The demand for polymer-based DNA microarrays will increase because of their cost-effectiveness, biocompatibility and easy processing. However not all polymers are ideal substrates because of different chemical interactions of polymeric substrates with the DNA molecules. Results from AFM analysis of DNA immobilised on polymeric surfaces are evaluated using fractality, Gaussian distribution and lateral force imaging. It has been found that the nanosize defects in the substrate, such as poly-l-lysine, plays an important role in the growth of DNA aggregates in a vertical direction, whereas the covalent binding of DNA molecules on NHS-functionalised cyclo-olefin copolymer leads to the lateral growth of DNA aggregates.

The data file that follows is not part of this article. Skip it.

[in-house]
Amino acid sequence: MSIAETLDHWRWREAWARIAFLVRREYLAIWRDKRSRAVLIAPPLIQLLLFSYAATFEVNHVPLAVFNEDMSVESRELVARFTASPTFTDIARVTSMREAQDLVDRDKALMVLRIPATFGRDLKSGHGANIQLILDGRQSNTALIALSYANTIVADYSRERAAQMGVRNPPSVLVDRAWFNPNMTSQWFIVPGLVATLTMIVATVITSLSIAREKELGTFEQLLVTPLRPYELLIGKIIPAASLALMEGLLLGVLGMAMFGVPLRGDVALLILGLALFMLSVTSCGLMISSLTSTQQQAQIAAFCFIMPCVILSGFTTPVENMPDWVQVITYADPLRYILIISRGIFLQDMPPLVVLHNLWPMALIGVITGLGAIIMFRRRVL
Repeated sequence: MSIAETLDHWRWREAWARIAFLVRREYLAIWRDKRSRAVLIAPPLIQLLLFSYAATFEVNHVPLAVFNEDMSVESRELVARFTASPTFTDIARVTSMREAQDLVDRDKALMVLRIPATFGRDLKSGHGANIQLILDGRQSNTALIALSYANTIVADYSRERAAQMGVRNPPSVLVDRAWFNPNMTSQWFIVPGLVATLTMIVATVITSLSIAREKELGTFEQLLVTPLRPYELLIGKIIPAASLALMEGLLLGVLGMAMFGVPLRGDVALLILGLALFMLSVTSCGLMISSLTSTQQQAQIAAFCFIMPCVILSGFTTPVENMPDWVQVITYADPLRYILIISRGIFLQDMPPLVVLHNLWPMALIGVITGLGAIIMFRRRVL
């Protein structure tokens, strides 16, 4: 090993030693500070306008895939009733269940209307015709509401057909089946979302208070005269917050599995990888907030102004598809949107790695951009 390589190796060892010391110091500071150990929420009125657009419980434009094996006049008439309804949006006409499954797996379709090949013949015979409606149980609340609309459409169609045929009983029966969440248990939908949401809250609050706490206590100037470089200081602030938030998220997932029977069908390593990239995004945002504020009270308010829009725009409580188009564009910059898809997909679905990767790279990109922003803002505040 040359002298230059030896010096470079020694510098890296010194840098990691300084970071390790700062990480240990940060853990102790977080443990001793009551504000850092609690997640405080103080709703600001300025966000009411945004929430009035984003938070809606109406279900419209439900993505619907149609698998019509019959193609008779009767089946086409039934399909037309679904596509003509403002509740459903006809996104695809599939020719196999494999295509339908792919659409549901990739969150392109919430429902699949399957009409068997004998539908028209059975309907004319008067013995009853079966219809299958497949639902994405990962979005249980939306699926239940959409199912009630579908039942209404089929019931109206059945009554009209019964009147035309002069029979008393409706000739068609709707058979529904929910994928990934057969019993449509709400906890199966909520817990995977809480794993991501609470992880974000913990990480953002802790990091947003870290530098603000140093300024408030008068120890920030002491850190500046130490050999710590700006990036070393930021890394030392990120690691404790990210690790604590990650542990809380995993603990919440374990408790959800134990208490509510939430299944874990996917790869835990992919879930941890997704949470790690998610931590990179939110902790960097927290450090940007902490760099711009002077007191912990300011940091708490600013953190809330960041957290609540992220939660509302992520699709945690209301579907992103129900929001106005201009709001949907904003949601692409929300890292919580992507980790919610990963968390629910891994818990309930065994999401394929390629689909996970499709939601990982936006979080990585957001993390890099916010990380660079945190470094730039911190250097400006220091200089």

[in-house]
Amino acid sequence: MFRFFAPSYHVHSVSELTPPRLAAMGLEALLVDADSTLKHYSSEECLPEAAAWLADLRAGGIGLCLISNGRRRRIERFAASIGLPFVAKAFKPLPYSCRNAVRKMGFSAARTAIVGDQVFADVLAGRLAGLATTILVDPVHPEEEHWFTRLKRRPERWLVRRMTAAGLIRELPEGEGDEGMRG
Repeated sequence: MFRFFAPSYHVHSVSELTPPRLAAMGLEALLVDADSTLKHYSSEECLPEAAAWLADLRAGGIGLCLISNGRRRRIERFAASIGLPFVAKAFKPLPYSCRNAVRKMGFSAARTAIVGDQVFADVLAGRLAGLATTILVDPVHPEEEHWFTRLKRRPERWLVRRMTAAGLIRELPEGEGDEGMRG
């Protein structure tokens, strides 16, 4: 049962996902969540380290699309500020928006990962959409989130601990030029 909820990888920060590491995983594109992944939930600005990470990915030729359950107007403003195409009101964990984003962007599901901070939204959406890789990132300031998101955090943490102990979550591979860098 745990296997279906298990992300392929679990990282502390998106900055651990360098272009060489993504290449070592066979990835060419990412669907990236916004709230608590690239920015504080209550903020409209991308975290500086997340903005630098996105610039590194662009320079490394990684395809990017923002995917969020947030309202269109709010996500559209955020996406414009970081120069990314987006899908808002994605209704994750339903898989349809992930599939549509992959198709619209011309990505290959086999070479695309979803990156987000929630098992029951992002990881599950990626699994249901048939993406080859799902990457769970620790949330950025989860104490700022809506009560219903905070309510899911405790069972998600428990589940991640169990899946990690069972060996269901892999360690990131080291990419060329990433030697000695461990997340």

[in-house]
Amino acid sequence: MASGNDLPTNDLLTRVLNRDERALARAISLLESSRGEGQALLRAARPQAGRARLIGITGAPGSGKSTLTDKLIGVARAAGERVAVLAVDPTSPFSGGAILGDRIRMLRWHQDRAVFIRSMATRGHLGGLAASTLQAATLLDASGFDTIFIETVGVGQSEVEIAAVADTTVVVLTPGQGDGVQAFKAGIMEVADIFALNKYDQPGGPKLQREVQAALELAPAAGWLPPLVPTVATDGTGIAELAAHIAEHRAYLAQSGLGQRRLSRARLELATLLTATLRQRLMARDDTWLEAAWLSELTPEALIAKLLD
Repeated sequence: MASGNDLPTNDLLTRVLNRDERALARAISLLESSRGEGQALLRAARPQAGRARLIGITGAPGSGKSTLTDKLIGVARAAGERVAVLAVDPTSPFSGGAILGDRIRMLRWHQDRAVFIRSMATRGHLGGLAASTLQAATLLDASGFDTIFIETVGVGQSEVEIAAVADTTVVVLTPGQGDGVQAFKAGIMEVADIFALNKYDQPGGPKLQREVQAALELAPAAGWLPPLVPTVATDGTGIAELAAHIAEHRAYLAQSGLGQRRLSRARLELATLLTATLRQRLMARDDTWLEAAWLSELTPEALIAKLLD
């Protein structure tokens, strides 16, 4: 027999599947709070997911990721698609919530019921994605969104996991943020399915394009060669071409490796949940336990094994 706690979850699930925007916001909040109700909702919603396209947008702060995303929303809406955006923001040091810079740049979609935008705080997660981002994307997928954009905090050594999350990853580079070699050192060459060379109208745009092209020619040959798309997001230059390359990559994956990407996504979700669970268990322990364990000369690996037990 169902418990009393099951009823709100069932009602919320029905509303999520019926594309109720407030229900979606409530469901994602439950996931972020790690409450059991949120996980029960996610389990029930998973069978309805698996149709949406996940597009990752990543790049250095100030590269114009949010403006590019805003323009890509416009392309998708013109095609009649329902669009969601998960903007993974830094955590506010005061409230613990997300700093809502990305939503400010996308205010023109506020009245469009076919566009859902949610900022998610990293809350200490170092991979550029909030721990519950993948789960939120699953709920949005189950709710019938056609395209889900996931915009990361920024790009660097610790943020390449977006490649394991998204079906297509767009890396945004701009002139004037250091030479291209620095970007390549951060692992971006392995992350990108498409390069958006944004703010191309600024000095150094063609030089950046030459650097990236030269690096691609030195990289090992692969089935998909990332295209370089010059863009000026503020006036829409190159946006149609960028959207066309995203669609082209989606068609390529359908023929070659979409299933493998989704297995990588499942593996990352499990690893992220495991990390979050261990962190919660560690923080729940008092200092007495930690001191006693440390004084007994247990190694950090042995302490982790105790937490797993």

The immobilization and hybridization processes of DNA strands on poly-l-lysine (PL) covered surfaces have been studied using the atomic force microscopy (AFM) in a topographic mode. The statistical analysis of topographic surfaces showed an increase in the Z-threshold with additions of single strand DNA (ssDNA) and the complimentary DNA (ccDNA). Also no drastic change of statistical fractal dimension (slope of the log-log perimeter-area plot) is
observed when comparing the PL-surfaces coated with ssDNA and ccDNA. These two results suggest that ssDNA strands are successfully immobilized and spatially hybridized with ccDNA on the PL surface and the growth of hybridized ccDNA occurs mainly in the vertical dimension. The methods described here are good candidates for the
detection of DNA hybridization, especially in the context of DNA nanoarrays.